Halloween, co-written and directed by David Gordon Green, had me completely hooked. I sat there in my seat giddy at what I was seeing; a good Halloween film that was paying homage to the original in a way that I loved, while also standing on its own as something new and exciting. But then a significant shift in the film’s tone occurred during its middle portion; all that was good disappeared, and the film shifted into a place that DIDN’T work and had me feeling severely deflated. But then it brought it back for an ending that maybe won me back. I’m really eager to dive into this new Halloween film; explore where it goes very right and also very wrong and see if this is a film that I can recommend, because I’m genuinely still not sure. I’m very conflicted on how I feel about this one, but that’s because I so wanted it to be good. Anyway, let’s bring this rambling introduction to an end and get on with the damn review.

40-years after he terrorised Haddonfield, Iowa and, Laurie Strode – played by Jamie Lee Curtis – Michael Myers – played by James Jude Courtney and Nick Castle – escapes from the hospital that held him all those years and seeks to once again kill anyone he sets his sights on. However, what Michael Myers is not ready for is the preparations that Laurie has been putting in place during that time. Their final showdown is fast approaching and only one can walk away alive.

If you indulge me for a moment, I have to touch upon the importance of John Carpenter to me as a film lover and the fact that it all started with Halloween. It was the first film of his I ever saw and I was immediately hooked, so as you can imagine, my eagerness for this new one to be good was pretty high. The style to Carpenter’s work, the simplicity of Halloween, that score! It was a concoction of elements that came together to have me completely hooked and eager to explore more of his films. To this day, The Thing still stands as my favourite film of all time. But the issue that continually seems to be the case when it comes to Carpenter’s films is when others try to do a sequel or remake, it’s almost always bad. There always lesser films. They lack the charm or creativity of Carpenter, and of course the mesmerising soundtrack.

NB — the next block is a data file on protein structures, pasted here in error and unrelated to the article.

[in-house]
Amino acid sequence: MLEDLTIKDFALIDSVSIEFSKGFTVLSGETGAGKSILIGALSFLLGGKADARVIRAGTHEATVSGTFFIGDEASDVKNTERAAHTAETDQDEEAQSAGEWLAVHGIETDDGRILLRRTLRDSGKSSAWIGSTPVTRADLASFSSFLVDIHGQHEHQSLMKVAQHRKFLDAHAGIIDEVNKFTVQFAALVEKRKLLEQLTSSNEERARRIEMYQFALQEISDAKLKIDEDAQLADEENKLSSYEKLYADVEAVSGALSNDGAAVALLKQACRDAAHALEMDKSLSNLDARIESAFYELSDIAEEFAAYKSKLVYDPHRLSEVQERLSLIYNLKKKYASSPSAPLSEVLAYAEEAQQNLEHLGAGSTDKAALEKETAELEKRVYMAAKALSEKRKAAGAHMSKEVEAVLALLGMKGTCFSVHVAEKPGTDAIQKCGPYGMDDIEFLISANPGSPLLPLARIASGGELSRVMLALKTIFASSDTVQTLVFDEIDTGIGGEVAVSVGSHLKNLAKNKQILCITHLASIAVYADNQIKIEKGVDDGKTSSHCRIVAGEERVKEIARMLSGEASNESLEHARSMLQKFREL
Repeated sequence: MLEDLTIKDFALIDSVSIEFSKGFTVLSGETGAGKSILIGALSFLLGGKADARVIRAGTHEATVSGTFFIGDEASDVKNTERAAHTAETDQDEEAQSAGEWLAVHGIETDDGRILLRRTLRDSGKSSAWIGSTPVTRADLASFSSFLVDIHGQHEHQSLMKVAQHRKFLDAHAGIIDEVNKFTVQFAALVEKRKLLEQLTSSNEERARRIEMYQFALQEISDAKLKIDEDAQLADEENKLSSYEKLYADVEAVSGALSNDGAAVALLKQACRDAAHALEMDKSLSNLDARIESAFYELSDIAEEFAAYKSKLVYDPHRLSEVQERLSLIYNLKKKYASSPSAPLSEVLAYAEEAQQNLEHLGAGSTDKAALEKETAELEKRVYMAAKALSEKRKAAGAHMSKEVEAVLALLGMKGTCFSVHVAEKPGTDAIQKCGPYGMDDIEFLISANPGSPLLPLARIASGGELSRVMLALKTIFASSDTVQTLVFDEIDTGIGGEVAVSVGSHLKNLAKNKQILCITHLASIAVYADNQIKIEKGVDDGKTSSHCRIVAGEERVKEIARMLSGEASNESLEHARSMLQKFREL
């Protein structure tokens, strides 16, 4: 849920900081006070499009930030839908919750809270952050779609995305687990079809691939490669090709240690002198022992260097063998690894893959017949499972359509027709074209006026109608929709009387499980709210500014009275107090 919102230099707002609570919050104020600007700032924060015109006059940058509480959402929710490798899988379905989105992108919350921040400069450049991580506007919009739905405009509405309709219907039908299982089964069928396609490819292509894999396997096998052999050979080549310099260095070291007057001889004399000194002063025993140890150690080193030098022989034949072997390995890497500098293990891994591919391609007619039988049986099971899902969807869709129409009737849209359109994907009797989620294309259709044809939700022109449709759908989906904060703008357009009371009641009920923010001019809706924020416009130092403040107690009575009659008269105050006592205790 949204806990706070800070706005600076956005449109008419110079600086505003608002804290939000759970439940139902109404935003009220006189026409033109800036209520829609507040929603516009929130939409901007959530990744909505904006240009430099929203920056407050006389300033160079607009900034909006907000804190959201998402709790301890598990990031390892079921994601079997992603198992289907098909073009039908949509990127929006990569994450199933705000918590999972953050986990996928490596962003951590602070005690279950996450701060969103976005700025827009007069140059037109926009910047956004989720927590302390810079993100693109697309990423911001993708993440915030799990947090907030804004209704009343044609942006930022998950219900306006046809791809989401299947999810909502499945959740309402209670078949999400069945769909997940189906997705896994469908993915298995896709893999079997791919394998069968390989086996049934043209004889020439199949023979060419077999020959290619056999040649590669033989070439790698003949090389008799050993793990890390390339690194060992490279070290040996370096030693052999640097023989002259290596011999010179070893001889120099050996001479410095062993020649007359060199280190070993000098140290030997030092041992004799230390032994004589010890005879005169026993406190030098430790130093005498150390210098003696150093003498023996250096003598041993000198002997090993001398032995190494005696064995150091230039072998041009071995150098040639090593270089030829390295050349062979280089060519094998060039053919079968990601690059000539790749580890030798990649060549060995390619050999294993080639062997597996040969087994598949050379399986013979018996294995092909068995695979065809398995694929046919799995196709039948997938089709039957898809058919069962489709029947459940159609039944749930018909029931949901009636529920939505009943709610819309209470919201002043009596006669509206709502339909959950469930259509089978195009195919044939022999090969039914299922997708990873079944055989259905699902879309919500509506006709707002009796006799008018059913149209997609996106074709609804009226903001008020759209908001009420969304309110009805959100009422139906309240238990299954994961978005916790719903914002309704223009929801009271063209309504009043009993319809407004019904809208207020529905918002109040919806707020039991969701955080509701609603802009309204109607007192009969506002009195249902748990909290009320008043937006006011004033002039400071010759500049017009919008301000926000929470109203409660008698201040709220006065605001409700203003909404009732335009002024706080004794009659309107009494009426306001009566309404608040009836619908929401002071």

Just look at the history of the Halloween franchise. There are many more bad films than there are good, and Carpenter’s very clearly still stands as the best. So, walking into this new Halloween film, I was cautiously excited – I’ve been burned one too many times.

My journey with this new Halloween film was a bumpy one – with me absolutely loving certain moments and then totally disliking others. The first act of this film is superb. It was such a strong start that I was sitting there in my chair convinced I was finally watching a worthy Halloween sequel. To say I was happy would be an understatement. I sat there with a grin on my face for much of the beginning of this film.

Halloween does such a brilliant job of bringing you back into the world of Laurie Strode and Michael Myers. It lays everything out so well; you understand where everyone is after the significant amount of time that has passed, and you’re quickly reintegrated into the lives of the primary characters. But it’s doesn’t only do a great job of laying everything out, it also does a great job of expanding what we know and developing things – characters primarily – in ways that is both respectful and interesting.

The life of Laurie Strode after the fateful night she was terrorised by Michael Myers is one full of sadness and hardship. To see how significant the impact of that night was on her is what makes her inevitable showdown with Michael so effective. That young girl who always did her homework, never broke the rules and seemed assured to be on track for a successful career in what ever she desired, has been reduced to a paranoid (which is fair), over protective alcoholic who has pushed everyone of importance in her life away. It’s sad to see Laurie where she has ended up, but in the context of the story it makes for a very compelling character to follow.

And rather than rooting for Laurie to survive this time, I was rooting for Laurie to get her revenge, and I fully believed she was capable of achieving it. Jamie Lee Curtis embodies the powerful Strode and watching her effortlessly wield a shotgun was thrilling to see – especially when Michael was about. It’s one of the aspects of the film I loved so much: that there was a clear effort to build upon the story of Laurie Strode and it was also a plus that it was handled really well.

The first act of this film is the type of sequel I feel I’ve been waiting a long time for. There was a clear level of respect and understanding for the original, and a clear effort to try to embody what made the first film so great. And so, it’s a shame that respect and understanding didn’t carry on through the rest of the film, following the first act.